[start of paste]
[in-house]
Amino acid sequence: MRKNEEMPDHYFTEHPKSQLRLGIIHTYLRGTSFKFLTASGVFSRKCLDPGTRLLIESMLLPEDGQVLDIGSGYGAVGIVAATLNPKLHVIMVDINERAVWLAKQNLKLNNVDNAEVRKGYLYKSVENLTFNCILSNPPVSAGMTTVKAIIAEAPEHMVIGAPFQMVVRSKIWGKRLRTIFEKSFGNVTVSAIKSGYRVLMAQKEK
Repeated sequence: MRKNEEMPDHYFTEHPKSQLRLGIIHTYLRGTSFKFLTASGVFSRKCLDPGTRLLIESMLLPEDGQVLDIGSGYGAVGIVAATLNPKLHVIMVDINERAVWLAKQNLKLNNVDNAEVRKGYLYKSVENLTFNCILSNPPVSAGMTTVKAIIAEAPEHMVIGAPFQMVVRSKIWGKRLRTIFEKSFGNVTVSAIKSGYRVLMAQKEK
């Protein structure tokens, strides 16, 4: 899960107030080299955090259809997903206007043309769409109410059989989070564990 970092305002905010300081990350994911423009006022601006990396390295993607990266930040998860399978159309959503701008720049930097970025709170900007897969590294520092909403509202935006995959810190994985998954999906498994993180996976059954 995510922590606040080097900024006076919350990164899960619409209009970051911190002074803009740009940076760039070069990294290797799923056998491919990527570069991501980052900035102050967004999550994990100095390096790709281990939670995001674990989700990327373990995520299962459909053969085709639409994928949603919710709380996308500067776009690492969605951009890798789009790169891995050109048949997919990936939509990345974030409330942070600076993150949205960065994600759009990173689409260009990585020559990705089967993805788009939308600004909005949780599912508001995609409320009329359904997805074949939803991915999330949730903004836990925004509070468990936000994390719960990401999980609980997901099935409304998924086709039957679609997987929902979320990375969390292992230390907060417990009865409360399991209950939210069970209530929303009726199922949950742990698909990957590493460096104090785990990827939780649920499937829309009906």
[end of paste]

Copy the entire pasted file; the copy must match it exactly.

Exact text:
[in-house]
Amino acid sequence: MRKNEEMPDHYFTEHPKSQLRLGIIHTYLRGTSFKFLTASGVFSRKCLDPGTRLLIESMLLPEDGQVLDIGSGYGAVGIVAATLNPKLHVIMVDINERAVWLAKQNLKLNNVDNAEVRKGYLYKSVENLTFNCILSNPPVSAGMTTVKAIIAEAPEHMVIGAPFQMVVRSKIWGKRLRTIFEKSFGNVTVSAIKSGYRVLMAQKEK
Repeated sequence: MRKNEEMPDHYFTEHPKSQLRLGIIHTYLRGTSFKFLTASGVFSRKCLDPGTRLLIESMLLPEDGQVLDIGSGYGAVGIVAATLNPKLHVIMVDINERAVWLAKQNLKLNNVDNAEVRKGYLYKSVENLTFNCILSNPPVSAGMTTVKAIIAEAPEHMVIGAPFQMVVRSKIWGKRLRTIFEKSFGNVTVSAIKSGYRVLMAQKEK
């Protein structure tokens, strides 16, 4: 899960107030080299955090259809997903206007043309769409109410059989989070564990 970092305002905010300081990350994911423009006022601006990396390295993607990266930040998860399978159309959503701008720049930097970025709170900007897969590294520092909403509202935006995959810190994985998954999906498994993180996976059954 995510922590606040080097900024006076919350990164899960619409209009970051911190002074803009740009940076760039070069990294290797799923056998491919990527570069991501980052900035102050967004999550994990100095390096790709281990939670995001674990989700990327373990995520299962459909053969085709639409994928949603919710709380996308500067776009690492969605951009890798789009790169891995050109048949997919990936939509990345974030409330942070600076993150949205960065994600759009990173689409260009990585020559990705089967993805788009939308600004909005949780599912508001995609409320009329359904997805074949939803991915999330949730903004836990925004509070468990936000994390719960990401999980609980997901099935409304998924086709039957679609997987929902979320990375969390292992230390907060417990009865409360399991209950939210069970209530929303009726199922949950742990698909990957590493460096104090785990990827939780649920499937829309009906």